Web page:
Many studies evidence the rewards and challenges of providing care for family members at the end-of-life and have suggested that any differences that may exist in caregiving might be related to how families of diverse backgrounds appraise the experience. Such research indicates that African Americans appear to appraise the caregiving task differently than others and that African American caregivers' faith and their religiosity or spirituality attribute to the different appraisal.
One criticism germaine to end-of-life research is that some studies do not make clear distinctions or define fully religion and spirituality. Few studies have examined the role of religion and spirituality and their influences relevant to African American caregivers' care decisions for family members using caregivers' voices. This study aims to address these research gaps by examining caregivers' narratives disclosing themes relevant to understanding how African American caregivers talk about, understand, and utilize religion or spirituality as resources.
This study is part of a larger qualitative study conducted by Dr. William Turner (2004) that sought to understand end-of-life caregivers' decision-making processes in African American families. Interpretive science utilizing a phenomenological methodological approach was employed. Fifty in-depth interviews were conducted. A reflective approach was used exploring emotional, social, cultural, and systemic factors regarding caregivers' experiences of caregiving and decision-making. Thematic analysis was used to examine and to identify themes, patterns, and behaviors to describe how caregivers experience religion and spirituality as resources in end-of-life care.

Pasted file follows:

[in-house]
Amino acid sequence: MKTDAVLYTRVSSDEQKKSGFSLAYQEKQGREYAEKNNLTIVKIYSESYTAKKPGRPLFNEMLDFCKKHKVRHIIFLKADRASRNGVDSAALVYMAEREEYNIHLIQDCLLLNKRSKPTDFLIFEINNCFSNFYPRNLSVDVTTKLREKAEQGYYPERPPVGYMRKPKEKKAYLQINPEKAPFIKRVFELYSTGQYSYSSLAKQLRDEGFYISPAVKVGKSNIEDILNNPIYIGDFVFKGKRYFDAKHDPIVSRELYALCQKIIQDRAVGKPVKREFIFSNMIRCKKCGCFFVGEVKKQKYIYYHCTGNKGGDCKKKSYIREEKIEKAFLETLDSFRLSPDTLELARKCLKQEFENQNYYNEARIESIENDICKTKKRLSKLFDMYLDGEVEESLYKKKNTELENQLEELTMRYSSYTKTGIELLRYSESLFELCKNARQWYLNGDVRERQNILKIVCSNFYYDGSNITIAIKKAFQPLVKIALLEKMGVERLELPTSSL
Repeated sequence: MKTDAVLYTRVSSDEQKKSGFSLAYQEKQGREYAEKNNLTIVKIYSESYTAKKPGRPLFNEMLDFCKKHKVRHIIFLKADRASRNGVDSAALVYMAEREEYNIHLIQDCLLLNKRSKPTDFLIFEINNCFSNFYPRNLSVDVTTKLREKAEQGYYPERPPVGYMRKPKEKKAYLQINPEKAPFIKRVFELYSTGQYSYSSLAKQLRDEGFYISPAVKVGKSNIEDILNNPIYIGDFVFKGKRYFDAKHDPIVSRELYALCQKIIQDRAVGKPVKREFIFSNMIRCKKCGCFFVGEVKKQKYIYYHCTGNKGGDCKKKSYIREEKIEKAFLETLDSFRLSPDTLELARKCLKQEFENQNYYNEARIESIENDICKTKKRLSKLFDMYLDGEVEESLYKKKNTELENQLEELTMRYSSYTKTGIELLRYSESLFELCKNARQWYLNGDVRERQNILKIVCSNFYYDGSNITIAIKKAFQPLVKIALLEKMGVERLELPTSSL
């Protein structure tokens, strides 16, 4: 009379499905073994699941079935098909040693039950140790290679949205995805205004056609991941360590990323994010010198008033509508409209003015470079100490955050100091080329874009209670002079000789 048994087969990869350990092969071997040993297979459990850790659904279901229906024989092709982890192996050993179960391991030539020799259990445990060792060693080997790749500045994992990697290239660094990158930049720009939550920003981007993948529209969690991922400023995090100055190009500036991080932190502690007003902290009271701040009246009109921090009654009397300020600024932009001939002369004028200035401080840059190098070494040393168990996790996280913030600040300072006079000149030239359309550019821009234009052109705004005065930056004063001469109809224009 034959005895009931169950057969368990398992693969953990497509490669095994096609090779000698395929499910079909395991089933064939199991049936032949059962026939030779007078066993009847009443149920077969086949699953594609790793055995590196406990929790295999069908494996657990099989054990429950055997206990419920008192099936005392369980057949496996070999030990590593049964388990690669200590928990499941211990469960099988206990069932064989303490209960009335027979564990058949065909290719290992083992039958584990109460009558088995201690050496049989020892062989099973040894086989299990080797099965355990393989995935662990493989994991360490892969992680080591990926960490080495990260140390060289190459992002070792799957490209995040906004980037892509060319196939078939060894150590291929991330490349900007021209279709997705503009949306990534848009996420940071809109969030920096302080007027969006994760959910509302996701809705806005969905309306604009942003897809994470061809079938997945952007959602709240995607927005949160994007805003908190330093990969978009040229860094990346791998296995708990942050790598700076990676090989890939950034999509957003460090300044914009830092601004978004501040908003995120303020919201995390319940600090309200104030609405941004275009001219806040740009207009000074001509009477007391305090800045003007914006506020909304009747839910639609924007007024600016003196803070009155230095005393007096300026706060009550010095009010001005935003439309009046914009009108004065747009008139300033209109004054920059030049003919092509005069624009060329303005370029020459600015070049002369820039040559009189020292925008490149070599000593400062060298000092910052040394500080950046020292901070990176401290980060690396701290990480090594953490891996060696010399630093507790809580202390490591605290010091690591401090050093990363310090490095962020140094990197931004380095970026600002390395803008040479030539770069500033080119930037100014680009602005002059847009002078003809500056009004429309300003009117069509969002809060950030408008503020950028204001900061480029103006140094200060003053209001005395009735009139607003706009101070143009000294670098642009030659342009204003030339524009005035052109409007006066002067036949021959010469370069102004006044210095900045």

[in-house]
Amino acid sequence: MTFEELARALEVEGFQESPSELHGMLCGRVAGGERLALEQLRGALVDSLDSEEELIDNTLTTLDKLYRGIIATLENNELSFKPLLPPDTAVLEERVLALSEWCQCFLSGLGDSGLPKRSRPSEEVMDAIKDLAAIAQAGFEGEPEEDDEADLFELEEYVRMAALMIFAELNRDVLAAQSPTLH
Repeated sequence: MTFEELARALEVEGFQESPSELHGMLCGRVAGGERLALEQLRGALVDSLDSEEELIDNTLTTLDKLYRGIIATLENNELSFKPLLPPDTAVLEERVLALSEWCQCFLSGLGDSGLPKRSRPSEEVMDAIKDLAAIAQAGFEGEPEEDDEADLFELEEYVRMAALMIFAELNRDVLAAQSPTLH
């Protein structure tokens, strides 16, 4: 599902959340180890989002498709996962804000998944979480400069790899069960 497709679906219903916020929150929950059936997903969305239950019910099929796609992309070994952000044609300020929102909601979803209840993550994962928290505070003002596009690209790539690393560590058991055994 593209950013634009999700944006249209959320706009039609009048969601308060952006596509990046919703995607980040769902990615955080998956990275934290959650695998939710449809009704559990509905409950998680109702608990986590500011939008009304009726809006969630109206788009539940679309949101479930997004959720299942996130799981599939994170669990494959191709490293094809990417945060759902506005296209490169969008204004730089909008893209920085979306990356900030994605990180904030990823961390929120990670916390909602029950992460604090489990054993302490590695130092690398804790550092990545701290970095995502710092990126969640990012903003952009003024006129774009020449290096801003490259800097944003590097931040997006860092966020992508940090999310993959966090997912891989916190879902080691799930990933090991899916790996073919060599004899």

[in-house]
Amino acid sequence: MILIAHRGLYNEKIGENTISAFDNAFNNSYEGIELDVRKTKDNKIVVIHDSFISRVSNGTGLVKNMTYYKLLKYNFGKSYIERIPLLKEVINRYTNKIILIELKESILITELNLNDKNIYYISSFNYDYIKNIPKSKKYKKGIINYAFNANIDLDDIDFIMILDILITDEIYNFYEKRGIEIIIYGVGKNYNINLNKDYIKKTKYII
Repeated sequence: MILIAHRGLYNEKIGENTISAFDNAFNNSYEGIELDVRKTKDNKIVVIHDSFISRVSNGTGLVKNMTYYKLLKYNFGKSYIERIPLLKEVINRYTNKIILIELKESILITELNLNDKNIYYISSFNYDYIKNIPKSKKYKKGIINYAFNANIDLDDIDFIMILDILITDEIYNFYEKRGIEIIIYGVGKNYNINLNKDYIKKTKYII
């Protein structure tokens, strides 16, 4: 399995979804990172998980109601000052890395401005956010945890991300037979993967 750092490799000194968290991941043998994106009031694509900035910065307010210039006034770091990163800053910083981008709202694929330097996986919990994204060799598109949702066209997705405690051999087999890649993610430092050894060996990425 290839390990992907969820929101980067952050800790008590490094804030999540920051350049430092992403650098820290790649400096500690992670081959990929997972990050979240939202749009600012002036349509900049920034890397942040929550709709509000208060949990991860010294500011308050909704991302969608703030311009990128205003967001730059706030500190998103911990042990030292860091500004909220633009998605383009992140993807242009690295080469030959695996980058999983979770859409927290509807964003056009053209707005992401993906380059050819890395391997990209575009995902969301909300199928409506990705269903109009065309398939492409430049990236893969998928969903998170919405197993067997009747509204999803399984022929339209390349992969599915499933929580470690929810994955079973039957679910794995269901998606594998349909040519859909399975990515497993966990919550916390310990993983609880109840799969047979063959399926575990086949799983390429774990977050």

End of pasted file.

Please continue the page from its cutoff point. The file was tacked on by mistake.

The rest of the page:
The results are categorized into three major themes: (a) how caregivers "lived" their religion or spirituality; (b) how caregivers utilize religious or spiritual resources; and (c) how caregivers use theological understandings as a resource. The results suggest that religion and spirituality can be positive and negative resources for African Americans caregivers.
The power of cultural mandates and religious and spiritual beliefs are important variables to consider. Examining the lived experience of caregivers is essential and assessing caregivers' theological understandings of religion, spirituality, concepts of life and death, and their theological understanding of care is critical. This study reports only about the people who were interviewed and is not necessarily the experience of all African Americans.
University of Minnesota Ph.D. dissertation. December 2009. Major: Family Social Science. Adisor: Dr. Paul Rosenblatt. 1 computer file (PDF); viii, 157 pages, appendices 121-143.
Wallace, Beverly Rose.
Religion and spirituality as resources for African American families in end-of-life care..
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